6. I’ve been meditating almost every day since 2002. There have been periods of a few months when I set my practice aside and it gave me contrast. Thinking back, I see a marked distinction in the quality of my personal and business lives when I meditate consistently compared to when I don't. Meditation brings progressive results. And the deeper you go (which comes with consistency), the better your life gets. And when you reverently ask for things during mediation, when you connect deeply, you’ll be flabbergasted by the speed at which it comes to you in real time. It’s NEVER failed me, not once. OM…

    Guest (Silvianne)

  7. Hi Katie,

    I've tried meditating a handful of times and sometimes I find myself having to remind myself to stop thinking. My thoughts will take over and I get so frustrated. However, I meditated over this past weekend and only once did I have to stop thinking and focus on my breathing. Afterwards, it was like coming out of a long sleep. I felt rested more relax and my mind felt clear.

    Guest (Misha M)

  8. Hi Katie, Meditation is a secret I have used time and time again in all walks of life.

    I recommend dynamic meditation because you can not only calm your mind but also visualize outcomes.

    Now how cool is that!



    Roy A

  9. I've been meditating for years, and found it extremely helpful, although active thinking creeps in, particularly when sitting becomes tiresome. I count on it when stressed, but that's when it's hardest to make a breakthrough into peace.


  10. You're preaching to the choir, Roy! I couldn't agree more. Annette's technique, HMT, is by far the best I've ever tried. Will you be joining us for the 21-Day Challenge beginning on Monday?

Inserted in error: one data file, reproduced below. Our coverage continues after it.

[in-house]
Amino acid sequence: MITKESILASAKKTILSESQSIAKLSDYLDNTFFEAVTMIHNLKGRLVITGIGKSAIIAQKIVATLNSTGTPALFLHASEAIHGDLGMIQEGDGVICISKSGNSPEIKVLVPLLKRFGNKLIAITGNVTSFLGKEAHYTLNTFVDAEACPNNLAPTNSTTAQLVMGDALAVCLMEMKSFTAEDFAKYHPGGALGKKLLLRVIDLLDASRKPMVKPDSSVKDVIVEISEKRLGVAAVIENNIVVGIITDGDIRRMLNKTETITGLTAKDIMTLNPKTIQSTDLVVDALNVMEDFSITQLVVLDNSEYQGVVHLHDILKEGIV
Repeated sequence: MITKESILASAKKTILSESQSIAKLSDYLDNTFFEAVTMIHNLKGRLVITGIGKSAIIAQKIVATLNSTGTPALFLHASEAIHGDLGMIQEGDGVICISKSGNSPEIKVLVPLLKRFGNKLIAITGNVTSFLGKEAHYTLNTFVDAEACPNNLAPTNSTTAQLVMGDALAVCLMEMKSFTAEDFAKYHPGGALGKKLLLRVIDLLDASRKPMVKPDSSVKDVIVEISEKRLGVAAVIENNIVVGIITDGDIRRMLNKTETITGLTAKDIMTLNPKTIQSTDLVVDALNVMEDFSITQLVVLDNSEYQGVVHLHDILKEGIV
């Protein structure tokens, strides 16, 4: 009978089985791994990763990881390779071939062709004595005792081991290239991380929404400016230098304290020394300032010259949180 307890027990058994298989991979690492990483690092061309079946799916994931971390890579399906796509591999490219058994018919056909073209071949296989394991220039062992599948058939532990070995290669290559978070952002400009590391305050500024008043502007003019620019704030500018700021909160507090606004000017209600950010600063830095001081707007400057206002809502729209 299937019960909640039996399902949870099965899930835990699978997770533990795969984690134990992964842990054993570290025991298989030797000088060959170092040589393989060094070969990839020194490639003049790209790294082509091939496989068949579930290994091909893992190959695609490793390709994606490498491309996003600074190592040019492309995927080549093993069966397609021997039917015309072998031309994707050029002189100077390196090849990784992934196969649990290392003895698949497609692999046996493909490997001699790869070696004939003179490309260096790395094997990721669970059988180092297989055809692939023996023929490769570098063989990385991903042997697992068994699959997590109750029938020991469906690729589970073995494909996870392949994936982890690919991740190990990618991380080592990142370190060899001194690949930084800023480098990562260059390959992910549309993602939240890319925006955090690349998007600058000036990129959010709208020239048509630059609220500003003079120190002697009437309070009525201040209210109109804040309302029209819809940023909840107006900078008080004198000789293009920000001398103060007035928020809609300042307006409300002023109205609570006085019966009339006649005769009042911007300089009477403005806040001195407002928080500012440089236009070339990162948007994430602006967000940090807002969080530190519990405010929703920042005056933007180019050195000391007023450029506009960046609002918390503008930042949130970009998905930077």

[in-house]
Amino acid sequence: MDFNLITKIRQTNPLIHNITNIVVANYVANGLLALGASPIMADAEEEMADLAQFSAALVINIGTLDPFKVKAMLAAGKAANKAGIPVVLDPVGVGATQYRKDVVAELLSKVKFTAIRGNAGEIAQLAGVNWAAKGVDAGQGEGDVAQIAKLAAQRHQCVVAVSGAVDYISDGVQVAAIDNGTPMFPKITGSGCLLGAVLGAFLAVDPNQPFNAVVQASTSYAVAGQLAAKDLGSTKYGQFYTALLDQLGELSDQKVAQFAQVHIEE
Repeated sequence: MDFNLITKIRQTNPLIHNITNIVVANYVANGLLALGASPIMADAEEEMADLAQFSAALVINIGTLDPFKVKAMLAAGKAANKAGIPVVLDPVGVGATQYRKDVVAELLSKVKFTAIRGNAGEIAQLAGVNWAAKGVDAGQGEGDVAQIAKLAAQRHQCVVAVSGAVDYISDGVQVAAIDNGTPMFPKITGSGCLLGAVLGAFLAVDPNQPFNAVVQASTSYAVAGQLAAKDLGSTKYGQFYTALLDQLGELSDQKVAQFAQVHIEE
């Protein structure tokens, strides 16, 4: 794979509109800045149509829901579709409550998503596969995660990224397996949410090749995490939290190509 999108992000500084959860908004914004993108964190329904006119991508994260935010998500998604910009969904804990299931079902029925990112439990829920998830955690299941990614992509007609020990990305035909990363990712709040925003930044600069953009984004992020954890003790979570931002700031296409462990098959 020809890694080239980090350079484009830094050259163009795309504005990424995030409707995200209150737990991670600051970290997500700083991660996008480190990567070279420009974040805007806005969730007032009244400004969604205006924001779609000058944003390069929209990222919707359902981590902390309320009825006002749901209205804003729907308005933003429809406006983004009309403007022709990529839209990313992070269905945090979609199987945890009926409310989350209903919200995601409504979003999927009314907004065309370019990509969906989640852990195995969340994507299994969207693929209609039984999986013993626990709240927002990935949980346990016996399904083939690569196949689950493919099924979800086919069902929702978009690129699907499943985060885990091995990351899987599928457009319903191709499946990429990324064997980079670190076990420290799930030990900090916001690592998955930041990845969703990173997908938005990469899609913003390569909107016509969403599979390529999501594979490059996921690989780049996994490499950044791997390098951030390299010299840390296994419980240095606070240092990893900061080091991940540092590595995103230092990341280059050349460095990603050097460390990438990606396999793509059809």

Guest (Katie Yeakle)

  11. I have been doing daily Buddhist meditation for about 15 years as well as studying and practicing mindfulness. It has made a significant difference in my life and particularly in the area of getting rid of negative thoughts and emotions.

    I look forward to Annette's program.


  12. I'm new to meditation. I've always heard the "why" of meditation, just never really knew the what or how. Recently I read that to focus better, I should close my eyes and concentrate nothing except my breathing. Actually "see" and feel my breath. Focus on a "point" where the air passed, going in and out. It was very difficult for me, sitting still, thinking of nothing else for 10 minutes. This makes me want to try again, but I'll need practice!

    Les Worley

  13. I want to start by saying how wonderful it is to be a part of this conversation about meditation. I'd like to emphasize that it is important not to be frustrated by thoughts that try to interrupt your meditation. Just let the thoughts come up, and let them go, try having no emotion or attachment to them. With consistent practice, it gets much easier. When you think about it, each of us should be able to sit still and breathe with our eyes closed for a few minutes. If you can't, you may need to address the anxiety that prevents it. Meditation is just the first step in our program. Combined with the next two steps, it becomes much more accessible to many people. Annette

    Annette Annechild PhD